At the end of a day spent bouncing like a pinball around Baltimore's criminal justice system, Jack Rubin, defense attorney, is consoling himself with past victories.
There's the 18-year-old Delaware kid who blew his best friend's head off after looting his bank account, confessed to police and got life without parole. On appeal, Mr. Rubin got the confession and the conviction thrown out.
"This," he says, slapping a pile of briefs from the Delaware murder, "is a great case. This is a beautiful case."
There's the reputed Baltimore drug enforcer, charged with both narcotics and murder. He beat the drug charges, and the state offered to drop the murder case, but with the right to revive it in the future.
"I didn't want that hanging over my client," he says. He rolled the dice and turned down the deal, risking a murder trial. The state dropped the charges.
There's the Baltimore County lawyer, caught with a king's ransom in cocaine in his golf bag, who walked out of the courthouse with probation.
"He paid me one third of his fee and declared bankruptcy," Mr. Rubin says, brown eyes ablaze, round face supported by an ample double chin. "Isn't that unbelievable? Isn't that gratitude?"
Few trades rankle the popular mind more than that of the criminal defense lawyer.
As long ago as 1933, H.L. Mencken was complaining about "the professional criminal" who escaped punishment "aided boldly by the kind of shyster lawyer he employs." Six decades later, the image has not improved. In this city of narcotics-fueled mayhem, the defense attorney is seen as working to keep the streets unsafe.
Jack Barry Rubin has no apologies. At 51, he has been doing this work for half his life. He does it at the fierce pace of about 50 court appearances a month, nearly a score of jury trials a year. By all accounts, he does it very well. Which means, of course, more of his clients walk.
"I have never acquitted anybody," Mr. Rubin says. "If making the state prove its case is unreasonable, I'm unreasonable."
He lives this work. He has left his sparse white hair white, he says, because "studies show that jurors trust people with white hair." He dropped bow ties when a psychologist told him jurors think a bow-tied lawyer is talking down to them. He is not fazed by the notices he gets occasionally from the Drug Enforcement Administration, saying his conversation with a client has been wiretapped.
He insists that he does not envy corporate lawyers their buttoned-down reputation.
"Never! Never!" He looms over you to answer, as he might loom over a jury. "That's the public perception: they're nice guys, we're slimeballs." Sigh. "Right. Respectable? Defending Dow Chemical? Union Carbide at Bhopal? It was OK to cover up what was going on with the Dalkon Shield?"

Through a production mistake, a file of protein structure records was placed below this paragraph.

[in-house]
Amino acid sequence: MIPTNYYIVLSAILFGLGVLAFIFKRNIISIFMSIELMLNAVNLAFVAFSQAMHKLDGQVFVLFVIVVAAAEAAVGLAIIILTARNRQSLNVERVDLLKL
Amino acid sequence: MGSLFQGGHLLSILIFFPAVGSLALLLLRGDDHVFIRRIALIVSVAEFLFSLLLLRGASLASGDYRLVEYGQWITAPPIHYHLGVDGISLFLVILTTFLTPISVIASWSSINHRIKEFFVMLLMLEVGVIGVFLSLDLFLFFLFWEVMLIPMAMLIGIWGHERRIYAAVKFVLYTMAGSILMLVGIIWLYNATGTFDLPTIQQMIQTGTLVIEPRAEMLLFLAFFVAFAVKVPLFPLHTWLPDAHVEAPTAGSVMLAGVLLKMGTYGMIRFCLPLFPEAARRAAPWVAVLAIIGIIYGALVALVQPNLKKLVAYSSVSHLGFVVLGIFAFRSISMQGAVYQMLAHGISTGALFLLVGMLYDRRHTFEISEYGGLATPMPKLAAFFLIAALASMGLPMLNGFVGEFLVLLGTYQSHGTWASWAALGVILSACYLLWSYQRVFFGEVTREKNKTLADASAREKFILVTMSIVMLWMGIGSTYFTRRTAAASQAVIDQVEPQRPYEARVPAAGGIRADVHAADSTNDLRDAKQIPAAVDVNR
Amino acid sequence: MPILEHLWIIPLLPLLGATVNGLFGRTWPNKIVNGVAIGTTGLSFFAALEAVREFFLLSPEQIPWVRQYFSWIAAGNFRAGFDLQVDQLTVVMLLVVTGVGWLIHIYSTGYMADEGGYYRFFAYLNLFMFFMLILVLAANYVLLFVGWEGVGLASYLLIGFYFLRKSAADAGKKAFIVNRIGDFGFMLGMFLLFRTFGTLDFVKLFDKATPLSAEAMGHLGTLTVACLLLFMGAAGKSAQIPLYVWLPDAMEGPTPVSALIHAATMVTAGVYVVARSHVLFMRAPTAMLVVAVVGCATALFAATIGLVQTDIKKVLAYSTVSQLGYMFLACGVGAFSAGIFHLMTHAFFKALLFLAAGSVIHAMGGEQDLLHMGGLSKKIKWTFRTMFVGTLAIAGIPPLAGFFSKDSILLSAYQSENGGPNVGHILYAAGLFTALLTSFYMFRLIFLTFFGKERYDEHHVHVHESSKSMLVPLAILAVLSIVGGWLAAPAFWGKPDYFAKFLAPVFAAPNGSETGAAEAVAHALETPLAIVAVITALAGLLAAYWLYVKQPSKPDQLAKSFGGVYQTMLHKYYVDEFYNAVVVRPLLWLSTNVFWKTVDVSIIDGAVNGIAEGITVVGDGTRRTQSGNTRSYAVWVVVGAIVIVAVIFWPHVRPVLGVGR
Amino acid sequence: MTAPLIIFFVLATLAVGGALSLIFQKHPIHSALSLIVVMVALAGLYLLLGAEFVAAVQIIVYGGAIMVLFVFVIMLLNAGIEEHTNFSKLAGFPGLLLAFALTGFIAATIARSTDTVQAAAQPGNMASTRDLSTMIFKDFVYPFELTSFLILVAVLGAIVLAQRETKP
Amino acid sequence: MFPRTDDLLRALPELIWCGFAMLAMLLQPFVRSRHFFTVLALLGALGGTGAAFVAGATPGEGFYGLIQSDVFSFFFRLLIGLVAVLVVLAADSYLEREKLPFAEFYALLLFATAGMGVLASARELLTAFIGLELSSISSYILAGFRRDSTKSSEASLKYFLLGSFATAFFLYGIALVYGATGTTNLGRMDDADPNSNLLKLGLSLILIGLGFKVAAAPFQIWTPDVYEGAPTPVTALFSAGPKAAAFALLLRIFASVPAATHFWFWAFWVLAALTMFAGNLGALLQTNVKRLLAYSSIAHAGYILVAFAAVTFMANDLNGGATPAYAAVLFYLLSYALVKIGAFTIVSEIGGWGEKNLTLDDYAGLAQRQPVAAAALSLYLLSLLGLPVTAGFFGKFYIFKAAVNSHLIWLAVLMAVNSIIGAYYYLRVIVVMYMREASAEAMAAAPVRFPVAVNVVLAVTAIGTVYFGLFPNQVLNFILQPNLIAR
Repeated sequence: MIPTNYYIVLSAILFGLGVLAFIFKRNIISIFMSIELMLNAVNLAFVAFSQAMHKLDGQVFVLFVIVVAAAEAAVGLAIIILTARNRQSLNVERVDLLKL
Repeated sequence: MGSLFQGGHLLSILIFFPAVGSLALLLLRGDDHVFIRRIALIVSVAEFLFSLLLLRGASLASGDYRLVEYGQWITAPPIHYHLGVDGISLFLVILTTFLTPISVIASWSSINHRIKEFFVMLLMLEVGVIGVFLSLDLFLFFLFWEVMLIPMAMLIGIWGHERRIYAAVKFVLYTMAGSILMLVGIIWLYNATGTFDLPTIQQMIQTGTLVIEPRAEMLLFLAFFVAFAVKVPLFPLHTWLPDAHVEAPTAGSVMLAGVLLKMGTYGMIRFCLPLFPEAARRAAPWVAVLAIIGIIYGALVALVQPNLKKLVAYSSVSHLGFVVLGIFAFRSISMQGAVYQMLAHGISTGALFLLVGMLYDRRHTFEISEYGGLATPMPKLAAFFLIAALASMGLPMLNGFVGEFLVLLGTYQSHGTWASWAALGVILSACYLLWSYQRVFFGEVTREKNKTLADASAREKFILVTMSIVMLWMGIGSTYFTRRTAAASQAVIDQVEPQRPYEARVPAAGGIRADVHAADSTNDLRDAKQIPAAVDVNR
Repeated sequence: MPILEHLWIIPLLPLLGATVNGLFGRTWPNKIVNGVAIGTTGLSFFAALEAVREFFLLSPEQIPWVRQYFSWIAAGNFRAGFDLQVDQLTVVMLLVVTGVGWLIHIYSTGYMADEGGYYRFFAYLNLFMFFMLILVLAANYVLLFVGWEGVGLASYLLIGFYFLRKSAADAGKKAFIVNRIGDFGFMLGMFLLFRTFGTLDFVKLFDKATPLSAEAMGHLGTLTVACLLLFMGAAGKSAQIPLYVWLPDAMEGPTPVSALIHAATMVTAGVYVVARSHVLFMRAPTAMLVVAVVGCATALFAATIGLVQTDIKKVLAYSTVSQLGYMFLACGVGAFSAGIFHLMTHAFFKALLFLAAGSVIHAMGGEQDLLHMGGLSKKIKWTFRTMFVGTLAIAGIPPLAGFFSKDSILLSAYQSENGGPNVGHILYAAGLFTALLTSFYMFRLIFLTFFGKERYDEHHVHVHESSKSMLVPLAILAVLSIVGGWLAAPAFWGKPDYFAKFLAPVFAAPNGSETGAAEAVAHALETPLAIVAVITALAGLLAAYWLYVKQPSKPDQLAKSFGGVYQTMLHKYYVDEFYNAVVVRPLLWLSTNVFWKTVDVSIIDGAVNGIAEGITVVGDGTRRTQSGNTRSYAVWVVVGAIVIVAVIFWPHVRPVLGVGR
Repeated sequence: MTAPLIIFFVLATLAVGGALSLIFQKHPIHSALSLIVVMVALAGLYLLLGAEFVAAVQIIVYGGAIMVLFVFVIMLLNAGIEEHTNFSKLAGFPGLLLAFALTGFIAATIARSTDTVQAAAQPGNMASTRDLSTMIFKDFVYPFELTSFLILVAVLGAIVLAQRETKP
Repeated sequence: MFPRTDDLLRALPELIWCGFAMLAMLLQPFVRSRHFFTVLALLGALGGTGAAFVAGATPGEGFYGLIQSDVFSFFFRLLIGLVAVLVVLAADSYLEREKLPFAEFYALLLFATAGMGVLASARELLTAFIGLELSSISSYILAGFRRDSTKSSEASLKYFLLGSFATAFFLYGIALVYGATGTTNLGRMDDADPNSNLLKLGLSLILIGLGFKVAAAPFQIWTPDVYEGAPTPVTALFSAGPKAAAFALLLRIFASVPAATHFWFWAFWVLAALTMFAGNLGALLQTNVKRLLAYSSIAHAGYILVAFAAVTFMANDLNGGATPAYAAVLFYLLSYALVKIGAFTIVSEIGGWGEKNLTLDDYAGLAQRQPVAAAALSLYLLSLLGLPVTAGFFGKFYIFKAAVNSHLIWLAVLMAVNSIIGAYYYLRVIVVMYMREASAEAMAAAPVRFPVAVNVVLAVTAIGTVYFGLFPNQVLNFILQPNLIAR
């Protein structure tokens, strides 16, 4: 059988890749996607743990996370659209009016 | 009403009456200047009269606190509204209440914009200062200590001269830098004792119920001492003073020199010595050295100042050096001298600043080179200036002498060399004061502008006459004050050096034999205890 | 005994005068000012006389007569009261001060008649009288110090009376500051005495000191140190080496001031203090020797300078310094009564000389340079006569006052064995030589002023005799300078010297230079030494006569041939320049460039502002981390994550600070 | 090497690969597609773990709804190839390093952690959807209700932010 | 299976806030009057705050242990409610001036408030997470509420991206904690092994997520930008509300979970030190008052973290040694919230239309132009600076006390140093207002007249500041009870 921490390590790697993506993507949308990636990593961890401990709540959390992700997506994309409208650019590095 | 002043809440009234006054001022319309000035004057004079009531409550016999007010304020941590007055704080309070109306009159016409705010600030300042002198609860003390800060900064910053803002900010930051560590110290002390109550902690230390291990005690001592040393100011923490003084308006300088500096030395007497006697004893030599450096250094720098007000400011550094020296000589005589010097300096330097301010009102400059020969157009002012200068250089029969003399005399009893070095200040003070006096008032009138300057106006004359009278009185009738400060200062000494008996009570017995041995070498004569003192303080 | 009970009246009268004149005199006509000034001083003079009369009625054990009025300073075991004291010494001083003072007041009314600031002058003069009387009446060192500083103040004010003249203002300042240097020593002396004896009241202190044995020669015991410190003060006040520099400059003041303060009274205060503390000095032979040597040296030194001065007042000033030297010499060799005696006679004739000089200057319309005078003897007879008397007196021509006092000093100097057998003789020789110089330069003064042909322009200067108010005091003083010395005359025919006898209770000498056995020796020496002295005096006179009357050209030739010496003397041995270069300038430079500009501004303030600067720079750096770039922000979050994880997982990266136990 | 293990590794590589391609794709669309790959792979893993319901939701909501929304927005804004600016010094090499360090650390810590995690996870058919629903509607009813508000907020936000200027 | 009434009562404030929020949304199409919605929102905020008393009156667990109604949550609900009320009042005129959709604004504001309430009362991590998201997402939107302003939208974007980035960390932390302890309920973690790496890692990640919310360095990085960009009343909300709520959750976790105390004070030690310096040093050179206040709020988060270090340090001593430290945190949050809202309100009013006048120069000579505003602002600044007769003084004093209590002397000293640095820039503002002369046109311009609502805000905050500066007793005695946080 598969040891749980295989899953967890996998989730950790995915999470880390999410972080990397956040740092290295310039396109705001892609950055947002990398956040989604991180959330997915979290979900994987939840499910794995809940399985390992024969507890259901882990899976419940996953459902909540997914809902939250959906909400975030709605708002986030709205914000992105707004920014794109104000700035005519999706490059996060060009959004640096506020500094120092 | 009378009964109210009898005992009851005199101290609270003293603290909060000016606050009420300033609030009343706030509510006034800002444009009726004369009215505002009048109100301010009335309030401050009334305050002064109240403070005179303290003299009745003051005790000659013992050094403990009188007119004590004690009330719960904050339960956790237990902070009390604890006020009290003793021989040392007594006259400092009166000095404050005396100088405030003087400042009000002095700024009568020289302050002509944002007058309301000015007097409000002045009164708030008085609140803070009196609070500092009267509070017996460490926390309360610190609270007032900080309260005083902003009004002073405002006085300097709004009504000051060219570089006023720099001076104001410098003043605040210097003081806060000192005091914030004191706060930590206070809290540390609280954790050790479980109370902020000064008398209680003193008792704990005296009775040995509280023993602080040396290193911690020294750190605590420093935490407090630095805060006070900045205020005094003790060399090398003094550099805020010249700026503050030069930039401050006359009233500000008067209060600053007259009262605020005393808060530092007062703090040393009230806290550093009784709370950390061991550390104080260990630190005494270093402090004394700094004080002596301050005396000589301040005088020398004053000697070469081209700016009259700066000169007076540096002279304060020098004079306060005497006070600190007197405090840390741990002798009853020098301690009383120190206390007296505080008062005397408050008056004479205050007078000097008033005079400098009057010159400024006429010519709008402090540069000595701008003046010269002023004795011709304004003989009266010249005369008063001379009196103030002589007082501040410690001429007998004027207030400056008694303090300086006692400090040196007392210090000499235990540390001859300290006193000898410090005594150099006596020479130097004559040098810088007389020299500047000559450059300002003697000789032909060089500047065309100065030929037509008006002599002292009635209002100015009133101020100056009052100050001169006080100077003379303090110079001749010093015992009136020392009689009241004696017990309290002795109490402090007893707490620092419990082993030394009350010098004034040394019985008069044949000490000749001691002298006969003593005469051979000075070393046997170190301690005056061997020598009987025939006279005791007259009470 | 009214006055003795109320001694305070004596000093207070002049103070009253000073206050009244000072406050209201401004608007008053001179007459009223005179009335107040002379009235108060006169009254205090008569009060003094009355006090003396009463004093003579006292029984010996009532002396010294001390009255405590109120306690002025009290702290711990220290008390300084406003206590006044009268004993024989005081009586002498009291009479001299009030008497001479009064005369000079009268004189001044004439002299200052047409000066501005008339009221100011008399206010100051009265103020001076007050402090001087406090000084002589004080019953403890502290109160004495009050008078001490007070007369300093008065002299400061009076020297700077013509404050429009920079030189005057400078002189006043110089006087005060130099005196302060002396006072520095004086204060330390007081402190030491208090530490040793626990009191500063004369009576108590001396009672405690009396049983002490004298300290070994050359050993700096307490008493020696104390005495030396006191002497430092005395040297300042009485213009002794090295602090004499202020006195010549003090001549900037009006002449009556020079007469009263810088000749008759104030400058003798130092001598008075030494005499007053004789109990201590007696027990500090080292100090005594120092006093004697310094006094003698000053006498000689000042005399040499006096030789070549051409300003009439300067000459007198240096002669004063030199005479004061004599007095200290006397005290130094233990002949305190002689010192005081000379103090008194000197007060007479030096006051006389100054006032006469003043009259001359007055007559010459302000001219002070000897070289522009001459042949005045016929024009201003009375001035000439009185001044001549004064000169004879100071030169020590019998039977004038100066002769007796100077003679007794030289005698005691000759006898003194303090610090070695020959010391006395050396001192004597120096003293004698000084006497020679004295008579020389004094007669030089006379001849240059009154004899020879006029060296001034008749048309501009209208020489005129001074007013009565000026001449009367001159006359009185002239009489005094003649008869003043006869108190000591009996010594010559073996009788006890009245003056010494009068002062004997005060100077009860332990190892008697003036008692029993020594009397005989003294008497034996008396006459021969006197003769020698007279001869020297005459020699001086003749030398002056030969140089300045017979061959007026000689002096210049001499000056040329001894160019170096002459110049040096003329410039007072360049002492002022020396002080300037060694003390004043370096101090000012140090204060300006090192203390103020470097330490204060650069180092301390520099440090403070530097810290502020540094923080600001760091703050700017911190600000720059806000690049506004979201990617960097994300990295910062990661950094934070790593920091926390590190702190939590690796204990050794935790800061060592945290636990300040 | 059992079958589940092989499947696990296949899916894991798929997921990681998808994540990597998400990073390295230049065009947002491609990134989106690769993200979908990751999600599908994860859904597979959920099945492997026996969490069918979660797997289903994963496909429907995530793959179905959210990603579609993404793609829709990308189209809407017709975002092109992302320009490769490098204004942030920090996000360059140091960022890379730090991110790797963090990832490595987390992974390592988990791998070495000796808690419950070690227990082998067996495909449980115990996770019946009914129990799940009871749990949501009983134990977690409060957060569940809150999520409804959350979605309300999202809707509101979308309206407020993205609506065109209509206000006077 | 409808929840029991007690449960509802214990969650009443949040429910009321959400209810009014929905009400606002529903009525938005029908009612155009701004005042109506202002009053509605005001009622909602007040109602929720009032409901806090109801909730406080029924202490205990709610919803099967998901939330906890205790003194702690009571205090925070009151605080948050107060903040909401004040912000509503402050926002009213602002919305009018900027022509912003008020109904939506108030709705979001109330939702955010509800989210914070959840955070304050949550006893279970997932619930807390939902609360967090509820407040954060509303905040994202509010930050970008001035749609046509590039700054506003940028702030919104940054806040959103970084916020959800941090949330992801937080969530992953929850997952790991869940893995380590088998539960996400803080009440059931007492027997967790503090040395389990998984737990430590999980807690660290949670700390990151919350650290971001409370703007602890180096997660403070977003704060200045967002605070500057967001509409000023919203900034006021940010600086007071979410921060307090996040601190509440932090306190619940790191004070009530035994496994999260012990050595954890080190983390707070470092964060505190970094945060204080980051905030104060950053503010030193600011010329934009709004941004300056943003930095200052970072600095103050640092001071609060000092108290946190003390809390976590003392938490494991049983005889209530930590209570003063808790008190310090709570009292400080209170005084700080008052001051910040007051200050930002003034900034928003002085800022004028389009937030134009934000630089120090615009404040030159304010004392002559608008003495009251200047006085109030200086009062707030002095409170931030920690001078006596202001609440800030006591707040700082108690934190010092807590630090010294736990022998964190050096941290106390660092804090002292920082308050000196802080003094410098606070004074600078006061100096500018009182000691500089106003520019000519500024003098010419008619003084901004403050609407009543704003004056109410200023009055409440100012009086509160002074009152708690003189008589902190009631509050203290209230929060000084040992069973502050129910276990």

Mr. Rubin calls himself a "street kid from West Baltimore." His speech is peppered with profanity. He calls some clients "baby," as in, "Listen to me, baby: under no circumstances should you talk to the police."
But after a hard day consorting with alleged ne'er-do-wells, Jack Rubin likes to -- cook. "You can put your brain on the shelf. I must have a hundred cookbooks. French, Indian, everything." He listens to classical music. "I'm a subscriber to the opera, the symphony, the chamber society." He reads philosophy. "The 19th-century idealists. Nietzsche. Schopenhauer."
'Entrapment, my dear'
L The first call of the day has jangled him awake at 5:30 a.m.
"I'm looking for a lawyer," the guy says.
"It's 5:30 in the morning," Mr. Rubin explains.
"My trial's at 9," the guy says.
Mr. Rubin hangs up on him, a luxury he permits himself rarely. This is a business, after all.
A criminal defense lawyer, Mr. Rubin explains, is just like an obstetrician.
"People have babies in the middle of the night, and people generally get arrested at night," Mr. Rubin says. "Drug raids are at night or early in the morning. Bar fights, knifings, shootings tend to be after dark. I get three or four calls every day between midnight and the start of the working day."
To pull in these potential clients, no elaborate marketing strategy is required.
"Grapevine in the jail is real good," he says.
He says it sitting in the kitchen of his town house in Pikesville. It is 7:30. To prove his point, now comes the day's second call.
"Your son got locked up again." The voice is neutral, no condemnation, no sympathy.
"He's already out on bail for a felony, right? . . . Whether he had something on him or not isn't always relevant. . . . Can't promise we'll be there for the bail review, ma'am. But I'll check with pretrial and tell them I represent him."
This will be an ordinary, frustrating day: no tear-stained pleas for mercy, no courtroom confessions, just a couple of postponements, a waived hearing, an arraignment, and one successful invocation of The Idiot Defense.